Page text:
Many of us will remember the Barbra Streisand song “The Way We Were” and the verse “Memories light the corners of my mind.” When we think of family and the next generation, we want those memories to be positive and not locked away in the corner. That is why if we want to leave a meaningful legacy, we must have a plan.
When we hear the word legacy, many of us think that it only applies to the rich and famous. It is important to remember that a legacy is the transfer of family goals, dreams, history and, yes, financial assets.
Many families have history that should be shared with future generations. They have goals, dreams and aspirations for future generations. This is where the “family love letter” has a role. The family patriarch and matriarch may write an informal family history that sets the tone for the dreams for future generations. In my family, my father wrote a six-page letter to my son on my son's first birthday. I gave it to my son when he was 35. At that age he was able to appreciate what was written to him. He has it framed in his office. It is a legacy he will share with his children. Even though my father passed away years ago, his dreams keep giving.
Financial considerations are an integral part of legacy planning. We get to review the pronouns we learned in grade school. Who should receive the financial legacy; what should they receive; when should the assets be passed to them; how should the current generation structure the financial legacy that will pass to future generations? Let us review several ideas of how to transfer the financial legacy.
Life insurance, insuring the life of a member of the current generation, owned in a trust, is the basic legacy transfer tool. The trustee operates the trust for the benefit of the trust beneficiaries. The trust structure protects the financial legacy from creditors, predators, in-laws and outlaws. As an example, the trust document may state that the grandchildren beneficiaries receive a distribution from the trust annually on their birthday until they reach a certain age. At that point they may receive a percentage of the amount in trust. The life insurance on the grantor of the trust ensures that the trust will be funded, and provides positive leverage of family cash flow.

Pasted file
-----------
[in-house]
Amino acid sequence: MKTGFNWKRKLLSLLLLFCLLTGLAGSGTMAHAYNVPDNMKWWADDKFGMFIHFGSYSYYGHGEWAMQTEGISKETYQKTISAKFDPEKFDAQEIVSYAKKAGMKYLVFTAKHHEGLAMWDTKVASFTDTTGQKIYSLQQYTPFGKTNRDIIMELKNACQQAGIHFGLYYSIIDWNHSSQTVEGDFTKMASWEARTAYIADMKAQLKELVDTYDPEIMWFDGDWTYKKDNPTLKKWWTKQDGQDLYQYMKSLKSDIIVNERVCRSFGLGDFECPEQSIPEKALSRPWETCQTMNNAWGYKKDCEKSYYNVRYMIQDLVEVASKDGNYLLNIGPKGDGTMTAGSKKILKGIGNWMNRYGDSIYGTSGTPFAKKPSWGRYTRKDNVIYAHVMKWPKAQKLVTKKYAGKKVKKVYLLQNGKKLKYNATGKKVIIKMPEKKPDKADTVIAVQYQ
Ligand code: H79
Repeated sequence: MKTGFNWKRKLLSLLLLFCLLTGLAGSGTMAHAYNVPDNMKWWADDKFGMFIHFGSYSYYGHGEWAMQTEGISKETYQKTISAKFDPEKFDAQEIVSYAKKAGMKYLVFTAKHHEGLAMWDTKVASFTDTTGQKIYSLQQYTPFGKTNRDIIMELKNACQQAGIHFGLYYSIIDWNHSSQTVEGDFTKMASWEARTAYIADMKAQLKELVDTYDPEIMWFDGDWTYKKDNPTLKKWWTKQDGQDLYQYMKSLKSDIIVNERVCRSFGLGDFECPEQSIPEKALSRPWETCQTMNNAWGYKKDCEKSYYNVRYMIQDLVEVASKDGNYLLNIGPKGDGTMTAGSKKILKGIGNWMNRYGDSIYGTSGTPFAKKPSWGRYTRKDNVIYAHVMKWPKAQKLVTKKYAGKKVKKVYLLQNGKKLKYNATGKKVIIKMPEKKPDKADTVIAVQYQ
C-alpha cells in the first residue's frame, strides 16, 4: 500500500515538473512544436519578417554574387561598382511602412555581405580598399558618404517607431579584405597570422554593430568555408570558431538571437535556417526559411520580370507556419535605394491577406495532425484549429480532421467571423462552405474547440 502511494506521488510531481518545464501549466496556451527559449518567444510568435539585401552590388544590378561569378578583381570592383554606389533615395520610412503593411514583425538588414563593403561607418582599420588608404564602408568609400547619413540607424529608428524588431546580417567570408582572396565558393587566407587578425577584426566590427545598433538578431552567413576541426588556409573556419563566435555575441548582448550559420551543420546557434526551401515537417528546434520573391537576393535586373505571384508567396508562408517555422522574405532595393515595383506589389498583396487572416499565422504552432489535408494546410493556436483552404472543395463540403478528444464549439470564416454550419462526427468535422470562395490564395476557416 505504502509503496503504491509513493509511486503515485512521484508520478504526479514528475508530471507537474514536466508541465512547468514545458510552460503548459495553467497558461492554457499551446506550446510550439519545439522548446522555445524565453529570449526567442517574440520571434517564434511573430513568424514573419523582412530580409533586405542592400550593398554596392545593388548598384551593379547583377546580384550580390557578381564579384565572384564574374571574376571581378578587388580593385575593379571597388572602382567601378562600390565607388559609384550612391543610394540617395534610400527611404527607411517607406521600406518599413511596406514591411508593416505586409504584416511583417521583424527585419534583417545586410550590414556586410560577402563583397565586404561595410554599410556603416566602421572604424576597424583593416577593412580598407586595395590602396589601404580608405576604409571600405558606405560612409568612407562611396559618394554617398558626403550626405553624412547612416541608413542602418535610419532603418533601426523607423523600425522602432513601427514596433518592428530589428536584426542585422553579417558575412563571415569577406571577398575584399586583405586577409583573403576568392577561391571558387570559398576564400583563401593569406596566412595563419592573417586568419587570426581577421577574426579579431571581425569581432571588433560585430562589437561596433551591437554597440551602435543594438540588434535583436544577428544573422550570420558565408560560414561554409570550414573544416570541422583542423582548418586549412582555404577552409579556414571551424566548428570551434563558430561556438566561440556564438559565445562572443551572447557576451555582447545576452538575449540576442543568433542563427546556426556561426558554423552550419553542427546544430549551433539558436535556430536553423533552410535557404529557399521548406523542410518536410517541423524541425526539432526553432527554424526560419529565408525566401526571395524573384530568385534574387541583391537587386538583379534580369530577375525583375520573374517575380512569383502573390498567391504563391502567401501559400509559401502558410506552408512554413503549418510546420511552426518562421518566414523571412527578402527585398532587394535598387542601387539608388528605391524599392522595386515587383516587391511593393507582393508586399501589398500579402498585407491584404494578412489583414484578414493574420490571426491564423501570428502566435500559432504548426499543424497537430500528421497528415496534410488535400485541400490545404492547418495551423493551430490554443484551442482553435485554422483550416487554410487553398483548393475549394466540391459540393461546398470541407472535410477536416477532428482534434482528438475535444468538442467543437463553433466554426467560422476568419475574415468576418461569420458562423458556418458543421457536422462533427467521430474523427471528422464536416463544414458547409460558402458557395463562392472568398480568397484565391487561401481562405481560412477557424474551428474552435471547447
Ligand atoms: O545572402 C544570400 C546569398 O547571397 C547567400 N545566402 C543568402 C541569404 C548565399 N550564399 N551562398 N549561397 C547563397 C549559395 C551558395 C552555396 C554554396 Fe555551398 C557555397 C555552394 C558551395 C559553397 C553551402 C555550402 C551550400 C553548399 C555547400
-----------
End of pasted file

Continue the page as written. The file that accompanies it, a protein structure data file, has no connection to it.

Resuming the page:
A second idea for structuring an intergenerational legacy is the creative use of an IRA. The example is taking the current IRA and splitting it into several IRAs. Take the required minimum distribution (RMD) from the primary IRA and name grandchildren as the beneficiaries of the other IRAs. This allows maximum stretch potential and income tax management. A joint life policy insuring the grandparents and payable to the children may “re-inherit” them for the amount, skipping directly to the grandchildren. Of course, additional planning is necessary if the grandchildren are minors.
A final example of how to structure a legacy involves the use of charity. The patriarch and matriarch may wish to include a charitable distribution in their will, or they may desire to make gifts to charity while living. A gift of low basis, higher value stock is an excellent example. The gift is made to charity and an income tax charitable deduction is allowed. There are limitation guidelines that will not be discussed in this column. The charity may sell the stock, and the capital gains payable on the gain over cost basis are avoided since the charity is in a zero percent income tax bracket. The charitable bequest has been made, and the children and grandchildren have been disinherited. Life insurance covering the patriarch and matriarch can replace the value of the assets that have been gifted to charity. If the life insurance is owned in a trust, it may provide cash flow for several generations.
Legacy planning is not just for the rich and famous. We all have a legacy, whether planned or unplanned. Active planning gives us control and allows us to pass both a financial legacy and a legacy of the heart.
James T. (Jim) Swink, ChFC, CLU, is vice president at Raymond James Insurance Group.